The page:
Pratico is pictured with her children, Sara and John, who inspired her to get more involved in the family healthcare system.

When she was laid off in 1998, Pratico was pregnant with her second child, and decided to take some time to be home with her family.

Once her daughter, Sara, was also born with Trisomy 21, Pratico started to become even more involved in her community and in organizations that support those with conditions like her children.  Pratico was used to being around people with developmental disabilities even before her children were born.  Her aunt, now 66, was born with autism, and Pratico recently became her legal guardian.

“I’ve been surrounded by others with developmental challenges my entire life,” Pratico said.  “It’s only natural for me to get involved as an advocate for this community of people.”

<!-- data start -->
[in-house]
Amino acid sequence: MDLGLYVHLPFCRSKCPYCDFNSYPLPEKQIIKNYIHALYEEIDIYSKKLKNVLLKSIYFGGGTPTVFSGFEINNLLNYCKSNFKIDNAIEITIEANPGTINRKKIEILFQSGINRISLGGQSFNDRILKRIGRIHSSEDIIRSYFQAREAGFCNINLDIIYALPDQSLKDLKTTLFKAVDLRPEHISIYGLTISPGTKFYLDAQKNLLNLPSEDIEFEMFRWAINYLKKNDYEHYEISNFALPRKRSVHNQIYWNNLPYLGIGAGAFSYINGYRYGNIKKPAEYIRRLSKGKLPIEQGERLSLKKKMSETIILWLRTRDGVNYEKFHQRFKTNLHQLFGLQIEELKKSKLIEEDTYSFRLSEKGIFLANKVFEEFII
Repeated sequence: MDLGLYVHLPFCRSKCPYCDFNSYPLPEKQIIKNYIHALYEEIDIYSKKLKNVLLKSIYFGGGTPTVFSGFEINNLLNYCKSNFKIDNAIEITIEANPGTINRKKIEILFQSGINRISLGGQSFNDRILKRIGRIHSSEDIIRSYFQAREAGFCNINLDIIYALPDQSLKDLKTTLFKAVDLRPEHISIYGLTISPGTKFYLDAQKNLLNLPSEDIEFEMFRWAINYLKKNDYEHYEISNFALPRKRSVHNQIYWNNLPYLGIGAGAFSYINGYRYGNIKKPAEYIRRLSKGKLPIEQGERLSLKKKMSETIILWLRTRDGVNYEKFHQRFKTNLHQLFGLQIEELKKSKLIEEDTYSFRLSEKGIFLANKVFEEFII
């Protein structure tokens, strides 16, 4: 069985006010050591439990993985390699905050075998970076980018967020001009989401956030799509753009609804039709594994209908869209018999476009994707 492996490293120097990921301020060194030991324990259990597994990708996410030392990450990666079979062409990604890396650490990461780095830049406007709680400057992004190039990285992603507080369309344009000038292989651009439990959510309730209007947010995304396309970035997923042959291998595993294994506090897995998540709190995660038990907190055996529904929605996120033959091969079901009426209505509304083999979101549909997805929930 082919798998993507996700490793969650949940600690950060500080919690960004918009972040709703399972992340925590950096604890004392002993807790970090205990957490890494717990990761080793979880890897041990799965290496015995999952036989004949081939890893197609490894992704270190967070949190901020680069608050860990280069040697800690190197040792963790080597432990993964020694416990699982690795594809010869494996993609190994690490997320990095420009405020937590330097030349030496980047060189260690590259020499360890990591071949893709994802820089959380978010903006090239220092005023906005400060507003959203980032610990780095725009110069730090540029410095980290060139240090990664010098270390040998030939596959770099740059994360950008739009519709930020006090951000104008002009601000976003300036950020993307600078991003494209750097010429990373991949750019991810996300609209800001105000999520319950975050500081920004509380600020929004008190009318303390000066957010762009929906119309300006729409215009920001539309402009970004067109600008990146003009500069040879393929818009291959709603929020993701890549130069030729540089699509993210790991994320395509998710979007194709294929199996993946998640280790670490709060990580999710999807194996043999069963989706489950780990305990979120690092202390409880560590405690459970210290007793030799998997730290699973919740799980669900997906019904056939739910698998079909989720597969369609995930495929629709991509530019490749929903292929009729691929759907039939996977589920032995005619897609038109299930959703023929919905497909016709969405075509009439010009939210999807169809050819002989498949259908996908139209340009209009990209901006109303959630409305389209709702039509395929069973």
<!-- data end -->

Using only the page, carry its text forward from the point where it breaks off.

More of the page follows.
In 2001, Pratico took on the role of director of public relations for Arc/Mercer Inc., an organization that her grandparents founded, whose mission is prevention, education and advocacy for those with developmental disabilities. 

After a layoff due to budget cuts, Pratico took a job at Advanced Biomedical Research, Inc., where she worked for five years, first as the data management associate and then as the business development associate.  She was also spending a lot of time at CHOP with her children, which did not go unnoticed by hospital staff.